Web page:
Prenatal Genetic Services
Screening and Diagnosis for Your Baby
Nearly 97% of babies are born without major birth defects. But when defects do occur, being aware of them before delivery can improve the baby’s outcome. At UAMS, we provide screening and diagnosis for physical and genetic defects that could affect an unborn baby.
A maternal serum screening blood test can help assess
your risk of having a baby with a certain birth defects, and a diagnostic test (ultrasound, amniocentesis, CVS) can help determine whether your baby has the birth defect.
Who needs screening and diagnosis?
Your family doctor or obstetrician (OB) may offer you the opportunity to undergo prenatal screening and diagnosis. Some of the most common reasons for undergoing screening or diagnosis include:
- Age. If you are 35 or older, your baby is at increased risk for certain birth defects and chromosome problems.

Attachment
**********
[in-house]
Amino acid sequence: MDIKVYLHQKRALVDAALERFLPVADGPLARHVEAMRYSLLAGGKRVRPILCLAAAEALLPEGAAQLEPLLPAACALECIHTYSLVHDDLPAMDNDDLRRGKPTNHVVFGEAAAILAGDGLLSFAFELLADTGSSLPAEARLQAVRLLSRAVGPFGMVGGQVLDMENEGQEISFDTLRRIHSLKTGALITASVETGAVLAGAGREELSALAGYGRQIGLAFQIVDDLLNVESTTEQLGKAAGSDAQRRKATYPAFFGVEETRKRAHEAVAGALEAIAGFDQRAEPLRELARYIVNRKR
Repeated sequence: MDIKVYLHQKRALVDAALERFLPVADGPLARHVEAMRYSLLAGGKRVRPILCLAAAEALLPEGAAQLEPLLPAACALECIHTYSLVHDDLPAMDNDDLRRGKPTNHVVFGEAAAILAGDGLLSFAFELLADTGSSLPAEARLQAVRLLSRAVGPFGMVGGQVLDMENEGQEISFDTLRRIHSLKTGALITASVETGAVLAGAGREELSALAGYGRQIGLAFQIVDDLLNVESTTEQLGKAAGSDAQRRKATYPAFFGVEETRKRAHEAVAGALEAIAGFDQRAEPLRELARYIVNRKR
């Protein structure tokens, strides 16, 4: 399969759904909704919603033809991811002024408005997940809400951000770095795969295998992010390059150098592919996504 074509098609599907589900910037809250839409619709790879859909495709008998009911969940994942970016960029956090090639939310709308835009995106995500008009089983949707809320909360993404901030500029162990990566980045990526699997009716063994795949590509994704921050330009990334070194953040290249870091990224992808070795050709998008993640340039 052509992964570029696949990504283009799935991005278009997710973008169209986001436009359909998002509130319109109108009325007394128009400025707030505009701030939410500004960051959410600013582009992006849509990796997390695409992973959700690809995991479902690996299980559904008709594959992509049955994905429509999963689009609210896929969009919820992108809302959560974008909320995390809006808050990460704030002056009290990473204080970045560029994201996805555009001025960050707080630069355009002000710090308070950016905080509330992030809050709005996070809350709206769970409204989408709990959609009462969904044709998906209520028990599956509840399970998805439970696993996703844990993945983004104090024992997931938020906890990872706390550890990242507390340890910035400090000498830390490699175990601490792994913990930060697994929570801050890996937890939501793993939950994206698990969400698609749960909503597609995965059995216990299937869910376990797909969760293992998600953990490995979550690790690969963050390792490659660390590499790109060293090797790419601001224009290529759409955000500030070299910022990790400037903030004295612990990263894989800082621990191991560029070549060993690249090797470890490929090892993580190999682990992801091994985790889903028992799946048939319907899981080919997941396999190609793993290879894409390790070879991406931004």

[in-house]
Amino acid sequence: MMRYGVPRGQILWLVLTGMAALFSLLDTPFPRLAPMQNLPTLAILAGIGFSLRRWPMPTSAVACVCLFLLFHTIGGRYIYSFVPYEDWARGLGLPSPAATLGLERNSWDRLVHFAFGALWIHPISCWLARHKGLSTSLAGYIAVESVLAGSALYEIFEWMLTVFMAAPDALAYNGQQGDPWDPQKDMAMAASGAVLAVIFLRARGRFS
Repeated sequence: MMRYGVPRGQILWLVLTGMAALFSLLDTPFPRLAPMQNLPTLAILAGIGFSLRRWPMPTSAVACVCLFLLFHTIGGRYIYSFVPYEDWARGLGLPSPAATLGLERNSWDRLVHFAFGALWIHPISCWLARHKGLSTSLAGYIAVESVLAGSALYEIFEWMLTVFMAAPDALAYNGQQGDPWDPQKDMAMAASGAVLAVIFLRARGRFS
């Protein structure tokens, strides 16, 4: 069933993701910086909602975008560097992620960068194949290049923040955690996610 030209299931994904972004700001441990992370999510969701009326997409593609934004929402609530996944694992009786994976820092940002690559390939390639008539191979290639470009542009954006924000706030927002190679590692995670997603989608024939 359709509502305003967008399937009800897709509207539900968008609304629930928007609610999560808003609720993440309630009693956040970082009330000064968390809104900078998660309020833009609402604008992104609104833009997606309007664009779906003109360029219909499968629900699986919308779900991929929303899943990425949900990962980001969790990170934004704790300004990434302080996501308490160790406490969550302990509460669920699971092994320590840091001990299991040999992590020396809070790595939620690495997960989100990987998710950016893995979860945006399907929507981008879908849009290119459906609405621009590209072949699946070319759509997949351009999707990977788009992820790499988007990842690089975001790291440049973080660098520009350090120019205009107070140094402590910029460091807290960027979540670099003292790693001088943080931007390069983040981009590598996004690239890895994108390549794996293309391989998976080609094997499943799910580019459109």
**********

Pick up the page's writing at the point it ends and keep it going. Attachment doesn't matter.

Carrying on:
- An unusual arrangement of chromosomes. If either parent has an unusual arrangement of his or her chromosomes, the baby may be at risk for certain birth defects. Such unusual arrangements can run in families and also cause recurrent miscarriages.
- Genes. If either parent has been diagnosed with a genetic disease (such as cystic fibrosis, sickle cell disease, hemophilia, Marfan syndrome or other birth defects) or are known carriers of such conditions, screening and diagnosis is recommended.
- Another child with a birth defect. If you’ve ever given birth to a child with a certain birth defect (Down Syndrome, a congenital heart defect, cleft lip, spina bifida or other birth defects) your unborn baby may be at risk as well.
- Use of certain medications. Some medications used during pregnancy, especially in the first trimester, could have an effect on your baby’s development.
- Maternal Illnesses. Insulin-dependent diabetic mothers, women with lupus or other autoimmune disorders, and women with congenital heart defects should take special care while they are pregnant, and screening and diagnosis for birth defects may be recommended.